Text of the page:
Thanks to a plethora of climatic conditions and habitat produced by the longtime, lumbering growth of the Continental Divide, Montana-based Glacier National Park hosts a huge array of wildlife spread across its 1 million acres. In fact, the park has almost all of its original endemic plants and animal species. In this slideshow, we take a look at just a few of them.
Big Horn Sheep
Bighorn sheep crossed from Siberia to North America via the Bering Land Bridge during the Pleistocene ice ages. Two-hundred years ago, populations numbered in the millions. Hunting, competition from domesticated sheep and disease have led to declining numbers.
Prevalent throughout Glacier National Park, bald eagles mate for life and usually stick to the same territory—even the same nest sometimes—to feed and breed for years.
Black bear cub
Bears spend a lot of time eating, so avoid hiking in obvious feeding areas. These include berry patches, cow parsnip thickets and fields of glacier lilies. Be especially wary of cubs—while they might seem harmless to approach, likely their mama is close by—and she’ll protect her young ones by any means necessary.
This crafty and vocal bird is aptly named—it’s a master of hiding thousands of nuts during the summertime and remembering where they are in the winter. During the summer, you’ll hear them at high elevations thumping their wings and squawking loudly.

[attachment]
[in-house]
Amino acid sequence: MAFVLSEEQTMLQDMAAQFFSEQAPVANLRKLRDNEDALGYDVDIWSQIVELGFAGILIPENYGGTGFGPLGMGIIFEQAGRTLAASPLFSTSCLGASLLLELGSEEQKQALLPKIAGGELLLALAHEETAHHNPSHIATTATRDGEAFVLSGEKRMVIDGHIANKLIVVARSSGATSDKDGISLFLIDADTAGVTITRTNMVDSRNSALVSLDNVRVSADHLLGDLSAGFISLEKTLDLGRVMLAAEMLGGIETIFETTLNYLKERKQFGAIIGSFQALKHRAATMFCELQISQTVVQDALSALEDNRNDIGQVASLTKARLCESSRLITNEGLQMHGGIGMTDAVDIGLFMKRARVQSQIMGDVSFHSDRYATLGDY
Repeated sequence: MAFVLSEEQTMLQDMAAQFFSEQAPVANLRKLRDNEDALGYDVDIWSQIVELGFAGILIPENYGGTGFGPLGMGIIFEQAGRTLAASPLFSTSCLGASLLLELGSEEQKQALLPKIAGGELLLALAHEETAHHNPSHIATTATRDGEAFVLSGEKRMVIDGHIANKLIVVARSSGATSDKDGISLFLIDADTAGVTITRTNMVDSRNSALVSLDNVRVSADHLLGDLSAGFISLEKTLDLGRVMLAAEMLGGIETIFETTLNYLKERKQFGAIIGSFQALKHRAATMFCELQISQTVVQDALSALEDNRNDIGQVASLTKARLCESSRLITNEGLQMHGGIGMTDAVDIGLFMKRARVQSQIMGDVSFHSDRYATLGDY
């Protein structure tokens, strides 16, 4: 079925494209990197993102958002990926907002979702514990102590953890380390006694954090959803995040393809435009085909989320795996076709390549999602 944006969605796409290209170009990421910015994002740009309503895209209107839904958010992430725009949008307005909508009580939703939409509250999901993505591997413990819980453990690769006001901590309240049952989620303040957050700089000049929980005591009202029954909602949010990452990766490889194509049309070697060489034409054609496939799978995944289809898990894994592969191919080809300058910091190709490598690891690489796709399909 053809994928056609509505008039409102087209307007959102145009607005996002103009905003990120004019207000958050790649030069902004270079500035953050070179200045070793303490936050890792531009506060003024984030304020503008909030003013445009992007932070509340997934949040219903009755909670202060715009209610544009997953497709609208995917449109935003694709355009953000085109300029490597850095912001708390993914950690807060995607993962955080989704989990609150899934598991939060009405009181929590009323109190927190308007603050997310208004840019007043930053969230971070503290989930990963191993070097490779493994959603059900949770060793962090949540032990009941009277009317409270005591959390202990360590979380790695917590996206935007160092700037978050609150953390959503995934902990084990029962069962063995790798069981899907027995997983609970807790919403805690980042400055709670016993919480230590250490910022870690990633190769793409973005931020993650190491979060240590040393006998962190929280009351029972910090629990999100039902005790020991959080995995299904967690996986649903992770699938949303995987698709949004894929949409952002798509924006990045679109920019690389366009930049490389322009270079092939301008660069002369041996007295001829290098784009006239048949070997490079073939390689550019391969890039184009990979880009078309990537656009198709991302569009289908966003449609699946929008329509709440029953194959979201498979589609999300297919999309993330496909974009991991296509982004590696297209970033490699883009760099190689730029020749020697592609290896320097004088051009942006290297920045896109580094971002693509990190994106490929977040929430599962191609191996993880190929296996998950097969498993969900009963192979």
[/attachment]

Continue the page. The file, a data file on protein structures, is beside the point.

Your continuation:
The largest remaining U.S. grizzly bear population (outside of Alaska, of course) resides within the confines of Glacier National Park. The latest estimate, according to the National Park Service, is just over 300 individual bears.
Though still on the endangered species list, the gray wolf is making a comeback in the United States, with reintroduction efforts in West and Upper Midwest. WWF supports measures to protect wolves through funding habitat conservation programs and opposing legalized wolf hunting while working to mitigate ranchers’ concerns for livestock.
Moose reside in the park year-round, occupying its coniferous forests, lakes, slow streams and marshy areas.
Wearing coats that match the steep, snowy slopes where they thrive, sure-footed mountain goats stick to the highest elevations of Glacier National Park, keeping them safe from predators. Occasionally, however, the ungulates come down to lower elevations to check out other mammals.
Indigenous to western North America, mule deer get their names from their donkey-like ears. An adult buck usually weighs 300 pounds, though sightings of some massive 500 pounders are on the books.
Related more to your house kitty than to big cats elsewhere in the world, it can be exceedingly difficult to actually see this majestic stalk-and-ambush predator in Glacier National Park. They’re quite elusive.